Not only is Lyn Miller-Lachman one of our Round 1 panelists this year for Graphic Novels, she's also a writer in her own right (author of Gringolandia) and blogger at The Pirate Tree, which is described as "a collective of children’s and young adult writers interested in children’s literature and social justice issues." They review and discuss books for kids and young adults that deal with themes of social justice, and talk about writers and literature that challenges the cultural status quo.
One of our YA graphic novel nominees this year does just that, and Lyn posted a review of it earlier this month: How to Fake a Moon Landing: Exposing the Myths of Science Denial by Darryl Cunningham, a series of graphic-novel essays. As the title implies, the author takes on several scientific controversies that have been prominent over the years. In her review, Lyn says:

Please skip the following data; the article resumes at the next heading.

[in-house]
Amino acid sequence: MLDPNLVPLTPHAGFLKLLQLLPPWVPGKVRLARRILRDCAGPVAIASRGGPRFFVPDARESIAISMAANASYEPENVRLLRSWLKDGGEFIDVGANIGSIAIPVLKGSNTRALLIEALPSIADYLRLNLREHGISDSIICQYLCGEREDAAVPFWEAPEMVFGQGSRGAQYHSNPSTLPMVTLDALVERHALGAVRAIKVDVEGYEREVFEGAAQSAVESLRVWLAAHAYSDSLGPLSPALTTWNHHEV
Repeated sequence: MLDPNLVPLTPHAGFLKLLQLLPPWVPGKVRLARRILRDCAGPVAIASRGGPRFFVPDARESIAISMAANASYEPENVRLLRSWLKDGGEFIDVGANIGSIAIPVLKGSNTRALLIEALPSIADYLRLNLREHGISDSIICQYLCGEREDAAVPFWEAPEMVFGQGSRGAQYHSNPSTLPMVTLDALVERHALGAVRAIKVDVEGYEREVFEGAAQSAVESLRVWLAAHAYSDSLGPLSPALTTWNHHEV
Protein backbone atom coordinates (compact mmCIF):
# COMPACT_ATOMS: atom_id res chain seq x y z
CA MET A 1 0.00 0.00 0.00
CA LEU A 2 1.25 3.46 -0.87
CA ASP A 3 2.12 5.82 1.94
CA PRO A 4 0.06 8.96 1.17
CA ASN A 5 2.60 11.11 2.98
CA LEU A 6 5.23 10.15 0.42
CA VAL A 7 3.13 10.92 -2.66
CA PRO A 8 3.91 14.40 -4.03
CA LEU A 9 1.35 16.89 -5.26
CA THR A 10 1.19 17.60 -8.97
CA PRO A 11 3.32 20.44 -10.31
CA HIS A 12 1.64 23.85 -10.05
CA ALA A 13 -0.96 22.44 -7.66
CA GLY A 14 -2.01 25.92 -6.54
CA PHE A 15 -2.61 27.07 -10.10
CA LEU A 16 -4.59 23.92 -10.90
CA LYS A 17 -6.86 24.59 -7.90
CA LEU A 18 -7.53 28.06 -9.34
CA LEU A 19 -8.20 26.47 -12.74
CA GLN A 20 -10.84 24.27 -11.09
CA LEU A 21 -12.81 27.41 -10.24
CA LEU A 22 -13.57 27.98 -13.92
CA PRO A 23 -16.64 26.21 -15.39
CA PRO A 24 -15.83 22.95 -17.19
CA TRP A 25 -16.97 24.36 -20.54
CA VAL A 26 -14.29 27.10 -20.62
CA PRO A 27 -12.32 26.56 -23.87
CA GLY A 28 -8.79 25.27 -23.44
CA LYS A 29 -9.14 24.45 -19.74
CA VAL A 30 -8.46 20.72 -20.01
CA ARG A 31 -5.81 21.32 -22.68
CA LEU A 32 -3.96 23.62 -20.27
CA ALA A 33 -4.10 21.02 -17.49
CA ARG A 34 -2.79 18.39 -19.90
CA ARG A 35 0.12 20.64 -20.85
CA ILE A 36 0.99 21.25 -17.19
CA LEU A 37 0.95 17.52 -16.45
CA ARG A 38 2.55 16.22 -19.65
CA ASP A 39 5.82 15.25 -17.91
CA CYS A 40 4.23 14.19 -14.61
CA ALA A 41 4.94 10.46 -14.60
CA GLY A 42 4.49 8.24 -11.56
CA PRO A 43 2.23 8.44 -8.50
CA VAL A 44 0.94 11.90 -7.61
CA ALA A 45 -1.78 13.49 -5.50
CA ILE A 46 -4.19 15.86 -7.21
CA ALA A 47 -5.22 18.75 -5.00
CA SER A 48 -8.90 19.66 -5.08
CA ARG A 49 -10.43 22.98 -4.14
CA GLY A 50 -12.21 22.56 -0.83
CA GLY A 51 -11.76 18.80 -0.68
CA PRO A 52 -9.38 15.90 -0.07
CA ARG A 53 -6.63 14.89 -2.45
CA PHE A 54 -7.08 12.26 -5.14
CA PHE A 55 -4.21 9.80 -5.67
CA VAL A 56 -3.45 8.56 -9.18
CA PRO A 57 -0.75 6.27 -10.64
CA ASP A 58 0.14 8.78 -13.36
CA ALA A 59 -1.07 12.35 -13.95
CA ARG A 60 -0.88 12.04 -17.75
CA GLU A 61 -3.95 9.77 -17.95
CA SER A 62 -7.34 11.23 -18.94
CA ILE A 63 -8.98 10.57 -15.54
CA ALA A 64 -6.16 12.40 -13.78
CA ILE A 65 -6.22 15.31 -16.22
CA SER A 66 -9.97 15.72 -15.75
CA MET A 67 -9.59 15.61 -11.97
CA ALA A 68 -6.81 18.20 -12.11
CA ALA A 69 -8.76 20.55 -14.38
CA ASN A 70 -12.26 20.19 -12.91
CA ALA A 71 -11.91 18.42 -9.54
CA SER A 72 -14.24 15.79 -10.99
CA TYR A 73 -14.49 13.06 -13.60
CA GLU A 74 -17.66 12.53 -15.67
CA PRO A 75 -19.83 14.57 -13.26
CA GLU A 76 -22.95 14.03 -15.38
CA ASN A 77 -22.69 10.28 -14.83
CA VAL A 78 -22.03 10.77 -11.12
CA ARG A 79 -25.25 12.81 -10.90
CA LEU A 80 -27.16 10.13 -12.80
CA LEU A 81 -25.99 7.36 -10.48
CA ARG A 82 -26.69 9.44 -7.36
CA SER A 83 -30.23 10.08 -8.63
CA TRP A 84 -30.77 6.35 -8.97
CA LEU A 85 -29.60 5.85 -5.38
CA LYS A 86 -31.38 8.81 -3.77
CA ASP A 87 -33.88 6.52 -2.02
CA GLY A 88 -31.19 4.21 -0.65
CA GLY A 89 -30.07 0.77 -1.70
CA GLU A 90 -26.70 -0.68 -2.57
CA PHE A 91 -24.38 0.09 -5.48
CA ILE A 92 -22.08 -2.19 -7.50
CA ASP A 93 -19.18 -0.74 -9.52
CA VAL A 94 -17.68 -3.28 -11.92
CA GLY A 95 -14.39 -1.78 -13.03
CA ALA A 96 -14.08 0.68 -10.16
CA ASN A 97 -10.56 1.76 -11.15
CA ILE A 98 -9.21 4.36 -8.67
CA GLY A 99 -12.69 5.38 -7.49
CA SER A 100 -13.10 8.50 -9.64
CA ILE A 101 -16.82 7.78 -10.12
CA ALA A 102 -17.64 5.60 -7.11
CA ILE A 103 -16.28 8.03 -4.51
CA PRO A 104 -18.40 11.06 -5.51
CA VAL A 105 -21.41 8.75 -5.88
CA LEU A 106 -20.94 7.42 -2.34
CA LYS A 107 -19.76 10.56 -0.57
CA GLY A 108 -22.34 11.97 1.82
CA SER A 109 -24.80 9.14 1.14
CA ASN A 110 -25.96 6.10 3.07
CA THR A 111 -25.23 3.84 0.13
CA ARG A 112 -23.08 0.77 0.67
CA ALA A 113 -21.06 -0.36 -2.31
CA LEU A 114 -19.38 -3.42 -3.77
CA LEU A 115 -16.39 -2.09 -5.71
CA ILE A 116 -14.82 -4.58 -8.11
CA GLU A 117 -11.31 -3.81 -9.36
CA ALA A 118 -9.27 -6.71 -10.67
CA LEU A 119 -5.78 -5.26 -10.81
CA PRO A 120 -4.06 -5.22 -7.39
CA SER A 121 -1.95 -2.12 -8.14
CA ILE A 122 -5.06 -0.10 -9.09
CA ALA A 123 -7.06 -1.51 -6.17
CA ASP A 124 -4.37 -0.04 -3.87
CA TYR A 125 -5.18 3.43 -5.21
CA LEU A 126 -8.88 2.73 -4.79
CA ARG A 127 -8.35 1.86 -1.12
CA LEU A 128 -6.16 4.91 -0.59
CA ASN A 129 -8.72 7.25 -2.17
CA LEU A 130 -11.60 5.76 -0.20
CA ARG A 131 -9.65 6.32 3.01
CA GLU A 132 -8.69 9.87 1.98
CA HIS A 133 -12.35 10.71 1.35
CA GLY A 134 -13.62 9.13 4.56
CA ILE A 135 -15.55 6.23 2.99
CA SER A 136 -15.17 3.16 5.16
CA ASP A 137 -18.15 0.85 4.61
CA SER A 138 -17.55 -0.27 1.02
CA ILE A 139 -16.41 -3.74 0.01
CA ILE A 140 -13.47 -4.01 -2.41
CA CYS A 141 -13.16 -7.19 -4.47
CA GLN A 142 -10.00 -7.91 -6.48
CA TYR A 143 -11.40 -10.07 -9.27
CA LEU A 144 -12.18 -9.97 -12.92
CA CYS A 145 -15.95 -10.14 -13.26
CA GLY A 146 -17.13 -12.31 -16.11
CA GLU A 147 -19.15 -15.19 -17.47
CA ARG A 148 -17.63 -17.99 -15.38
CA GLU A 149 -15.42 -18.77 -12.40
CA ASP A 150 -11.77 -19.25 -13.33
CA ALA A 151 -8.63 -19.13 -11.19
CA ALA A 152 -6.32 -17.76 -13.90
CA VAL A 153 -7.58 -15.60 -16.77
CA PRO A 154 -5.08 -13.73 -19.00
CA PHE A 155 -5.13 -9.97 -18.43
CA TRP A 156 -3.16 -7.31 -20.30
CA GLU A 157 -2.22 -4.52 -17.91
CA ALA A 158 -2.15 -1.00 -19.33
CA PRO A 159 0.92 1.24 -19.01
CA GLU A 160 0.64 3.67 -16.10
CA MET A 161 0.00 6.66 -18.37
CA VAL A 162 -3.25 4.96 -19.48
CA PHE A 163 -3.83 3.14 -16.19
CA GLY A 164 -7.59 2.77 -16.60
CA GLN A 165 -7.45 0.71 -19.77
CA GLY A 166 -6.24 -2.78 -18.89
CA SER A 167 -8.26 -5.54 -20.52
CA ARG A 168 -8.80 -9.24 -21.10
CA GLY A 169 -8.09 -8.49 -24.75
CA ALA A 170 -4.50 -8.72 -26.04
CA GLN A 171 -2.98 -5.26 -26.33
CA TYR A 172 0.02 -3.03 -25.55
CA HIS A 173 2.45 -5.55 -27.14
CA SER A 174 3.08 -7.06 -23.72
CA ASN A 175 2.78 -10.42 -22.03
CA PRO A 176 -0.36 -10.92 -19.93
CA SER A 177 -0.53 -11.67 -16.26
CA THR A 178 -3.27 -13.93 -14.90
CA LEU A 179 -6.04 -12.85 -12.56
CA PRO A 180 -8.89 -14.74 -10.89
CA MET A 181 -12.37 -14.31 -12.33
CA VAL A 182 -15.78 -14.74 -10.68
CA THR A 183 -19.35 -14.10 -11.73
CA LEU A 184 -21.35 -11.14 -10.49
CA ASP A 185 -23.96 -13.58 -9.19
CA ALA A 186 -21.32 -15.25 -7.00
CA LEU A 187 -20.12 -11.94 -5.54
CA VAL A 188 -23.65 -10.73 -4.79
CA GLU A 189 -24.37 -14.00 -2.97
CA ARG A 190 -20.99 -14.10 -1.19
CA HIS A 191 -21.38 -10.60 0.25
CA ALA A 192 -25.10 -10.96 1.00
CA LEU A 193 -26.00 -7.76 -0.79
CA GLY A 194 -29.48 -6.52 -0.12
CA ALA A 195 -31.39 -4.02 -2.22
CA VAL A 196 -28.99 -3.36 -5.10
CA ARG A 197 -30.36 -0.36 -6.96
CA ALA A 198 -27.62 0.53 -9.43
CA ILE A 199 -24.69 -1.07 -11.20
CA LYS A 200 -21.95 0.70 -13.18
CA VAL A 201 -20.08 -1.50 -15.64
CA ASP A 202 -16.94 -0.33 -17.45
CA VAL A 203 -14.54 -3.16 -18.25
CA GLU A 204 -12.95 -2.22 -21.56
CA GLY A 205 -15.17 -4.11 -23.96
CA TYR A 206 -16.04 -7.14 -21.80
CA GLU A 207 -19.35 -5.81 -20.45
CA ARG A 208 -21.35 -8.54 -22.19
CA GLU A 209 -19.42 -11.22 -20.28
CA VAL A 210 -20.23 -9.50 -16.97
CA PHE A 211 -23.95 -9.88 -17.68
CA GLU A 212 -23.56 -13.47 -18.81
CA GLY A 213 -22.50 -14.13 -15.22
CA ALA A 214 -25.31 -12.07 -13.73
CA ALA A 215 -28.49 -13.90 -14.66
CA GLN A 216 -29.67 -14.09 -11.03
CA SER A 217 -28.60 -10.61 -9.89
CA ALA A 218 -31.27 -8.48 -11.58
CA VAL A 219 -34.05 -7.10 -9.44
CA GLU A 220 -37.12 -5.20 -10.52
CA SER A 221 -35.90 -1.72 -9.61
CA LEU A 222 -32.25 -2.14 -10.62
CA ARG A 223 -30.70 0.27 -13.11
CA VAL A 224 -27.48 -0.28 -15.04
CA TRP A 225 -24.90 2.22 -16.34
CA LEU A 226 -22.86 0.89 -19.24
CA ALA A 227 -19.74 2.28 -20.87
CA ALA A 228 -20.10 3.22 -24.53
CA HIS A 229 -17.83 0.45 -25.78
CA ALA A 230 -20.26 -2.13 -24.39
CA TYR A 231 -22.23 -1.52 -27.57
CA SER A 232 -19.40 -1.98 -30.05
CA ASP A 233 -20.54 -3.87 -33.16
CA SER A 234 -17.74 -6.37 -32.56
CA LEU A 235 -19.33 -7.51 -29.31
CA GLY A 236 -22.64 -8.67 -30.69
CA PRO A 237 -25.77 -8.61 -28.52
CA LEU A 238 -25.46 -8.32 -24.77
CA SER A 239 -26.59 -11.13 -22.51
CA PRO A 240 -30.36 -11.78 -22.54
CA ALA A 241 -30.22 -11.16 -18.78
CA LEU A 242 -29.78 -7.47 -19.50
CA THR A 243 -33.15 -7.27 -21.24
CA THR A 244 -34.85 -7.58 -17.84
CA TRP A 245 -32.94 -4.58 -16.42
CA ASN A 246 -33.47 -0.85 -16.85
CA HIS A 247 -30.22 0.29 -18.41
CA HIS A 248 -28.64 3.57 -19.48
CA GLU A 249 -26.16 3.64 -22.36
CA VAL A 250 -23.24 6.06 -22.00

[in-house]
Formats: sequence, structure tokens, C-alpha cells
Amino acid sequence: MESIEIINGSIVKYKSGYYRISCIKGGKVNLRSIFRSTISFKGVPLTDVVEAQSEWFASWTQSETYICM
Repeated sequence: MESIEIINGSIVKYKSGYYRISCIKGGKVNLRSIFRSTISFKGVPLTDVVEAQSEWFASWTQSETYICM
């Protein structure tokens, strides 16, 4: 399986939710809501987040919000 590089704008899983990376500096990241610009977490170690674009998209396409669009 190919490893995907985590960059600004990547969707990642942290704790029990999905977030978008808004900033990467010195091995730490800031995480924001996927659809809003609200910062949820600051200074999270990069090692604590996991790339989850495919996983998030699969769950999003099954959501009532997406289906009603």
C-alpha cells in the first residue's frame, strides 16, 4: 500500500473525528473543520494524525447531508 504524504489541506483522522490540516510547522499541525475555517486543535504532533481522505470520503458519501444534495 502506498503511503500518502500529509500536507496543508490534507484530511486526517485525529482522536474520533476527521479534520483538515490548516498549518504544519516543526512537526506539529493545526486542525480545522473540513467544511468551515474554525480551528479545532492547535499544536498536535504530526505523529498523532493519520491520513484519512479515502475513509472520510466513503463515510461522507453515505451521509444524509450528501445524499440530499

[T]he book…broaden[s] readers’ focus to hotly debated issues as they affect people not only in the U.S. but throughout the world as well. The greatest strength of Cunningham’s graphic essays, though, is not in their treatment of the individual issue but in their exploration of how science works and why the scientific method is more useful than blind faith and conspiracy theories.
Read more in her review, here.